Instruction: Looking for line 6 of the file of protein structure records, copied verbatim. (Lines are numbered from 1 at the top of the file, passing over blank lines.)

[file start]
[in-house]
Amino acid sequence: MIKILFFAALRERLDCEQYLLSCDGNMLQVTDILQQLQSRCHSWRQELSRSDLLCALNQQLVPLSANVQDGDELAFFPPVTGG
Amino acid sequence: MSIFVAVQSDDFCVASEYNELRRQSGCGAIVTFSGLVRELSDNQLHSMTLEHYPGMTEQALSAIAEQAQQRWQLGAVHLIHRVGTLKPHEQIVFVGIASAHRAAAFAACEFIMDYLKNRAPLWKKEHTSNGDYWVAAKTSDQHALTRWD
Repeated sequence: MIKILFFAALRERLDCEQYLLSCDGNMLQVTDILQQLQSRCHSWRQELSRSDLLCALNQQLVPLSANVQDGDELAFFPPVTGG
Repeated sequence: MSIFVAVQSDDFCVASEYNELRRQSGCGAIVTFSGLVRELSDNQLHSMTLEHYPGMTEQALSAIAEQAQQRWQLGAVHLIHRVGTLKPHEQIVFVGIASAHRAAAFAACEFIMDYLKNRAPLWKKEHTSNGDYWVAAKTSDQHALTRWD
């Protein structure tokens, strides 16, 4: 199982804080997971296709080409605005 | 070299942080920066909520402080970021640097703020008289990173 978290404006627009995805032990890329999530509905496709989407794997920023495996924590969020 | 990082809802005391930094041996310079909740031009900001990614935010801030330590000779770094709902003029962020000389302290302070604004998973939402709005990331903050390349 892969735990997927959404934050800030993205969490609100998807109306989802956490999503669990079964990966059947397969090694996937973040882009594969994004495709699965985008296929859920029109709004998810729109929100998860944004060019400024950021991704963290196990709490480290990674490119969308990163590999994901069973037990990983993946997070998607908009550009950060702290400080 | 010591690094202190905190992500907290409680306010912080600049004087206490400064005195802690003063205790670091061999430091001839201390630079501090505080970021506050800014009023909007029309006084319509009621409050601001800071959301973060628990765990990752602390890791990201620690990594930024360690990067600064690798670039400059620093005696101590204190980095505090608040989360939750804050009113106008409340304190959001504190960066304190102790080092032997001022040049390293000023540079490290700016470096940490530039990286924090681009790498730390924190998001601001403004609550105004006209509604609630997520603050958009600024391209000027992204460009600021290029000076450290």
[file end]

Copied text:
């Protein structure tokens, strides 16, 4: 199982804080997971296709080409605005 | 070299942080920066909520402080970021640097703020008289990173 978290404006627009995805032990890329999530509905496709989407794997920023495996924590969020 | 990082809802005391930094041996310079909740031009900001990614935010801030330590000779770094709902003029962020000389302290302070604004998973939402709005990331903050390349 892969735990997927959404934050800030993205969490609100998807109306989802956490999503669990079964990966059947397969090694996937973040882009594969994004495709699965985008296929859920029109709004998810729109929100998860944004060019400024950021991704963290196990709490480290990674490119969308990163590999994901069973037990990983993946997070998607908009550009950060702290400080 | 010591690094202190905190992500907290409680306010912080600049004087206490400064005195802690003063205790670091061999430091001839201390630079501090505080970021506050800014009023909007029309006084319509009621409050601001800071959301973060628990765990990752602390890791990201620690990594930024360690990067600064690798670039400059620093005696101590204190980095505090608040989360939750804050009113106008409340304190959001504190960066304190102790080092032997001022040049390293000023540079490290700016470096940490530039990286924090681009790498730390924190998001601001403004609550105004006209509604609630997520603050958009600024391209000027992204460009600021290029000076450290």